Tags

, ,

this has been a catch-up post for the pagan blog project!

When I started thinking about this topic, I was reminded of this post I read last winter–its an interesting perspective.  Personally, I don’t think any one person (or even group of people) has the only legitimate rationale for a specific practice or belief–though, as I’m familiar with the author, I’m not surprised by the opinion or the manner in which it was stated.  

As someone that doesn’t necessarily believe that the gods are “actual, living beings, beings that are self-willed with active agency” (to quote the link above), I still make offerings.  I make them because they are my sacrifice, my symbol of humility to those powers and forces that are greater than my tiny and cosmically insignificant self.  I make offerings  as a sacrifice to those powers that are represented by the symbols of godhood (whether or not they are actually gods), and I do it with just as much seriousness and belief as someone that does believe that the gods are “actual, living beings, beings that are self-willed with active agency.”  I don’t really care why or how someone else decides to make an offering to the gods (or to anything else for that matter), nor do I feel that I am in a position to know what is actually in their mind and their heart as a result of their experiences to judge them for “doing it wrong” .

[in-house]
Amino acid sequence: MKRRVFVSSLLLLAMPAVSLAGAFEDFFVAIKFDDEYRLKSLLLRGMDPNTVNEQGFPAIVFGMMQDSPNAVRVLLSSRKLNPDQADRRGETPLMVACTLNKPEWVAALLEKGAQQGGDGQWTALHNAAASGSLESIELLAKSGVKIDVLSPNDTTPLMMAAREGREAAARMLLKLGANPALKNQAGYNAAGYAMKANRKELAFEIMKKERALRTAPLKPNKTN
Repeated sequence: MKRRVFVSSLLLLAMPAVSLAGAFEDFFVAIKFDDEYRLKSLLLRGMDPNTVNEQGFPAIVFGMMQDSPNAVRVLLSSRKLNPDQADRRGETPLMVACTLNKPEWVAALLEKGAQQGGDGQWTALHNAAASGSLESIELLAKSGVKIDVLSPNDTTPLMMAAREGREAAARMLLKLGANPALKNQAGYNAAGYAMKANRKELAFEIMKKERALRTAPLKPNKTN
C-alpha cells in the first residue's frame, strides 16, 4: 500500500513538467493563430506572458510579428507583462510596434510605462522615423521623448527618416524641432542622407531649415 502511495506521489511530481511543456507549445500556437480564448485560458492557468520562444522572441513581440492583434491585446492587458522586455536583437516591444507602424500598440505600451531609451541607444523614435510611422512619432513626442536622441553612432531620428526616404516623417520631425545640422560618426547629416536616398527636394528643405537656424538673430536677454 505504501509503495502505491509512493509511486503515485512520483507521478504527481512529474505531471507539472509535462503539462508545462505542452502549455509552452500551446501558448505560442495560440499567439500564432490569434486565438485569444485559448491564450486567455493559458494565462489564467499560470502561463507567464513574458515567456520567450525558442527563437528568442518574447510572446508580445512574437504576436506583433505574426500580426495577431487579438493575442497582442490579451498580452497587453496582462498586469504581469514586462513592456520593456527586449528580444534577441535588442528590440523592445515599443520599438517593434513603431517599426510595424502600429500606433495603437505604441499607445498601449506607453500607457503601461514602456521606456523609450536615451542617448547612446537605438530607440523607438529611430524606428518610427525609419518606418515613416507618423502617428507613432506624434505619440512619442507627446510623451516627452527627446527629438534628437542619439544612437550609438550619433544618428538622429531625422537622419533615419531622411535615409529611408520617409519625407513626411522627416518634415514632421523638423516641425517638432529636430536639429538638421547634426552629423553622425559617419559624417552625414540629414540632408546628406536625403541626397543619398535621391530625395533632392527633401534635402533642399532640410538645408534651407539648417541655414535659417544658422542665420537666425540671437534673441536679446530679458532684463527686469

With that in mind…lets talk about offerings.

An offering is a gift.  More specifically, its a sacrifice given ceremonially as a method of worship (though this word is a whole debate unto itself as well). While there are probably lots of ways that one could think about a sacrifice, I like these two.–as something that is given up, and as something that is made sacred by the act of offering it to the gods.   While I pretty much have a routine to making offerings at this point in my practice, when I started out (or, I suppose if I would change it up and add someone new), I tried to think about whom the offering would made to, the context in which it was being made, the physical offering (as a noun) item, and the physical offering (as a verb) action.